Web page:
Early last year, Synchronoss brought together dozens of U.S. consumers of all ages to discuss their mobile messaging habits. One especially interesting finding emerged during the focus group discussions: Participants used the term “messaging” when they talk about OTT messaging apps such as Facebook Messenger or WhatsApp. The term “texting” was used when referencing traditional SMS exchanges.

What also became clear is that despite their use of multiple messaging apps, nearly every mobile user preferred using the native pre-loaded SMS messaging application on his or her device.

Why? Expectations for traditional SMS-based messaging are higher than expectations for OTT apps. Consumers consider traditional texting secure, private and reliable, and they know their personal contacts all have access to text – which isn’t necessarily the case with messaging apps. In other words, they trust tried-and-tested SMS to get the job done.

I fully expect consumers to discover even more value in texting once they experience RCS-powered messaging for themselves. When focus groups saw demonstrations of RCS and its extra functionality, the vast majority were enthusiastic about the new format and eager to try it for themselves. What was really appealing was being able to accomplish everything they currently do across multiple apps but from a single messaging platform and with a single contact list for friends, family and services.

Let’s be clear: RCS messaging won’t replace OTT messaging apps. But native messaging based on RCS is the next evolution of operator-led SMS and will play an essential role at the heart of the new messaging ecosystem.

Operators reap the rewards

RCS messaging gives operators three things they badly want today: improved customer engagement, ongoing loyalty and the chance for new revenues.

First: RCS vastly enhances the customer experience by providing a much richer messaging experience that incorporates multimedia plus a high level of personalization.

Second: Operators get to cash in on their hard-earned reputations as defenders of customers’ privacy, especially since some OTTs have come under intense criticism for their attitudes regarding customer privacy. RCS messaging offers privacy by design and the very same level of protection as SMS, and operators will be rewarded for their diligence in protecting it.

Finally: RCS gives operators a significant new opportunity to grow their revenue outside of traditional lines of service by being able to offer brands a feature-rich, permission-based direct marketing channel that consumers actually use.

According to Gartner, SMS continues to appeal as a valuable marketing channel for brands. Compared to email, text-based marketing messages have higher open rates, higher response rates and higher click-through rates. Combine SMS’s cross-network interoperability with customer appetite for the content-rich, personalized brand interactions that RCS enables, and it’s obvious that operators are sitting on an opportunity potentially worth billions of dollars.

Early RCS marketing trials are already delivering impressive results. A trial by fast food chain Subway used RCS for real-time, image-rich AI-driven conversations to personalize the ordering and checkout process. During the trial, Subway experienced a 146 percent uplift in orders and a 50 to 60 percent increase in conversion rates. These types of figures will only increase interest in RCS from brands that want to achieve substantially higher open rates and vastly improved customer engagement.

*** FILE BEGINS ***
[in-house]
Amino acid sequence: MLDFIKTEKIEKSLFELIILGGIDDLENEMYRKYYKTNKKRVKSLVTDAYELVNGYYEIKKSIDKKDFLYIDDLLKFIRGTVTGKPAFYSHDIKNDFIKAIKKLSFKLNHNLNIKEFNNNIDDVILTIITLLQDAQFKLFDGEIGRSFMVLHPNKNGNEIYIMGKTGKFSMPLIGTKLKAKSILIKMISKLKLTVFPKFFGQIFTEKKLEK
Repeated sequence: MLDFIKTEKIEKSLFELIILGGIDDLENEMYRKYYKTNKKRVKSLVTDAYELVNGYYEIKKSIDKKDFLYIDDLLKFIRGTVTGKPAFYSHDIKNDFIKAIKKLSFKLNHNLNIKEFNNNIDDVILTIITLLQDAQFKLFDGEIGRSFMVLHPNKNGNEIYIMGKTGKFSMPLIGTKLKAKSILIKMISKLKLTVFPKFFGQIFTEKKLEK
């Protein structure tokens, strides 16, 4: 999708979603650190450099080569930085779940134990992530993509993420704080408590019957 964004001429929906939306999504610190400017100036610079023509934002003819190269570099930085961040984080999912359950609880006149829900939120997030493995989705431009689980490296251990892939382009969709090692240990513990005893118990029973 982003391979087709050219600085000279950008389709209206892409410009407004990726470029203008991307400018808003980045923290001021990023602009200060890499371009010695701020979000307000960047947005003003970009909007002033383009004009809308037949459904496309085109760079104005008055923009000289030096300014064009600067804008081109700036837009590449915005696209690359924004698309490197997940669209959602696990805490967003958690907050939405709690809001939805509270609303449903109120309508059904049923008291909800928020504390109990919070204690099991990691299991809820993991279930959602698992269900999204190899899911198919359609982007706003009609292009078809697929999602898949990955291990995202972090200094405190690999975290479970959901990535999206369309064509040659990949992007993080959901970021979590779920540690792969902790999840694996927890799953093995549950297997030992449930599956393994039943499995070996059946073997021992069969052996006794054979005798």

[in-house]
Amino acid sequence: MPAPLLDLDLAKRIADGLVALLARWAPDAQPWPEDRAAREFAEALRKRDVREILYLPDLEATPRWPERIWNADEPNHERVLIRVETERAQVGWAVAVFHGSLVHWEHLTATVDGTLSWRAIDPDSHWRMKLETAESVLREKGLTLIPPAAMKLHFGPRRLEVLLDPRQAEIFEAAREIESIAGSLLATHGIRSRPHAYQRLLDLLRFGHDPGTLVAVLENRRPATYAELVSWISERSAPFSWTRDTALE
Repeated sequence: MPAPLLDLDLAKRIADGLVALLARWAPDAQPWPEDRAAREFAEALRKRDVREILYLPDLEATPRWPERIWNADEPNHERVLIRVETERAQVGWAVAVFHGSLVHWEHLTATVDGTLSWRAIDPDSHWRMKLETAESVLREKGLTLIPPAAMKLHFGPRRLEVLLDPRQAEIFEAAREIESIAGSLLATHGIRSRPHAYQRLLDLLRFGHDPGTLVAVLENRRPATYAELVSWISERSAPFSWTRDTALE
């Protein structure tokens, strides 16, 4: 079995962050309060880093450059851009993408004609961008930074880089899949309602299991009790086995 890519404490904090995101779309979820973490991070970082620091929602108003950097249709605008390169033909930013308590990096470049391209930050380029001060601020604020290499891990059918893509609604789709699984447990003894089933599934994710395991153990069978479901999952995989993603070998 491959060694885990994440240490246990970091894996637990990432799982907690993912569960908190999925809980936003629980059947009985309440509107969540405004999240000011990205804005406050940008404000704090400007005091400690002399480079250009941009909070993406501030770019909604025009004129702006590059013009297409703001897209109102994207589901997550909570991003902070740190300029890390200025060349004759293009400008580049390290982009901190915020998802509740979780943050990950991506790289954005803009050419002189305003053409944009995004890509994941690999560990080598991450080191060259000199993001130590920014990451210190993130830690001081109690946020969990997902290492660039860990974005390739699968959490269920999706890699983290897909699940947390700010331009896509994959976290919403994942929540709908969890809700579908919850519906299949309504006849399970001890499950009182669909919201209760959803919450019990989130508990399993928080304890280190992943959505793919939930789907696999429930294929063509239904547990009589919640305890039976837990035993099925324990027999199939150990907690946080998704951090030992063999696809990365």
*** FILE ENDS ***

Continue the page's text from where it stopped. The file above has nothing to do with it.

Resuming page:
The RCS revolution is here

Two years ago in 2018 on stage in Barcelona at Mobile World Congress, Synchronoss CEO Glenn Lurie talked about future challenges. He told operators that the time had come to take advantage of new and innovative technologies and the benefits of collaboration with each other. Since then, operators in Japan and the United States – two massive markets – have prioritized collaboration and cooperation to create a truly differentiated customer experience via RCS-based messaging.

This is monumental and just the beginning. The progress made around RCS over the last 12 months shows what our industry can achieve with new technologies and by working together. Today’s mobile ecosystem is primed and ready for the massive step change that is operator-driven RCS messaging.

However, operators who continue to procrastinate and ignore the opportunities that RCS presents will face a future of disappointed subscribers and lost revenue. The time has come for us all to put aside our differences and join the RCS revolution together.


Mary Clark is the Chief Product Officer and Chief Marketing Officer of Synchronoss, responsible for global product management, marketing and communications. Prior to joining Synchronoss, Mary served as the CMO and Senior Vice President of Roaming at Syniverse. Throughout her 25 years in mobile, she has held several executive-level positions and currently serves as a Board member for The CTIA Wireless Foundation and is an industry advisor for Astra Capital Management.

 She has been an active industry speaker as well as a contributing writer for Global Telecoms Business and Mary is a champion of gender diversity and has been heavily involved in the Women4Tech program founded in 2016, the GSMA’s program on promoting women leadership in mobile technology.Her recognition spans from being named to the National Diversity Council’s Top 50 Most Powerful Women in Technology” list in 2016 and 2017 to Mobile Marketer’s “Mobile Women to Watch 2016” list. Most recently she was named to Capacity Magazine’s 2018 20 Women to Watch 2018, a list of some of the most prominent women in telecom.